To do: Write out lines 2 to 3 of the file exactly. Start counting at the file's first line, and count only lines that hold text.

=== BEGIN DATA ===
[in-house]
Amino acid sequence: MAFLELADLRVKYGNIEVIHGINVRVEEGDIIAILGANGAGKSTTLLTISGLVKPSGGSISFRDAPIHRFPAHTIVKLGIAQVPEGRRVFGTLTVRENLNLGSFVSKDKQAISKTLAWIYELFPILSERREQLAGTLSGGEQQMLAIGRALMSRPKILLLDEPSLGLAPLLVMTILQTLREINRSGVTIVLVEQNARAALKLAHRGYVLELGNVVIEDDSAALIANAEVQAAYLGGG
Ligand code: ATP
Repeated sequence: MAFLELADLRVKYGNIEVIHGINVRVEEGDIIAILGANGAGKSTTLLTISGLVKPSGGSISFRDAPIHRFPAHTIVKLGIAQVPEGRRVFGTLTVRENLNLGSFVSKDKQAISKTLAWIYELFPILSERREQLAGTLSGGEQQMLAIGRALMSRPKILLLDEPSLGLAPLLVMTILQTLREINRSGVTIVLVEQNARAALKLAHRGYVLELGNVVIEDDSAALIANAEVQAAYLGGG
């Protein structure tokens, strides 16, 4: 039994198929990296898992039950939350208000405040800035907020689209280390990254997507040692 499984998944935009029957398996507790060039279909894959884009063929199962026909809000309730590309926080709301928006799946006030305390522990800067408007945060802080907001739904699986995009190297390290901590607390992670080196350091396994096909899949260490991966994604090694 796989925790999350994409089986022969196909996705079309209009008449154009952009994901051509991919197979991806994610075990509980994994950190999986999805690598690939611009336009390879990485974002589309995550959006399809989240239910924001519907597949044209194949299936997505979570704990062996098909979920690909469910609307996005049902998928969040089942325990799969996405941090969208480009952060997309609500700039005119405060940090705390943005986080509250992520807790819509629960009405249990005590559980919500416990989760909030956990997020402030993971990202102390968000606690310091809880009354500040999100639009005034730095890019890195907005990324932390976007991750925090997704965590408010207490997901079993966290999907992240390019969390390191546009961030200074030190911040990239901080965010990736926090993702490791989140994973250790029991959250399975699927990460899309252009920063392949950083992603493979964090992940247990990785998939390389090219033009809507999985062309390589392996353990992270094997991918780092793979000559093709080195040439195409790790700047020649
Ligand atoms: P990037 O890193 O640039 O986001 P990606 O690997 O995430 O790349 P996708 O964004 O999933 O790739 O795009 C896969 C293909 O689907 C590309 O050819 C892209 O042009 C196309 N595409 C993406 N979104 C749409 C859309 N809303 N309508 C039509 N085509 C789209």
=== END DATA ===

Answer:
Amino acid sequence: MAFLELADLRVKYGNIEVIHGINVRVEEGDIIAILGANGAGKSTTLLTISGLVKPSGGSISFRDAPIHRFPAHTIVKLGIAQVPEGRRVFGTLTVRENLNLGSFVSKDKQAISKTLAWIYELFPILSERREQLAGTLSGGEQQMLAIGRALMSRPKILLLDEPSLGLAPLLVMTILQTLREINRSGVTIVLVEQNARAALKLAHRGYVLELGNVVIEDDSAALIANAEVQAAYLGGG
Ligand code: ATP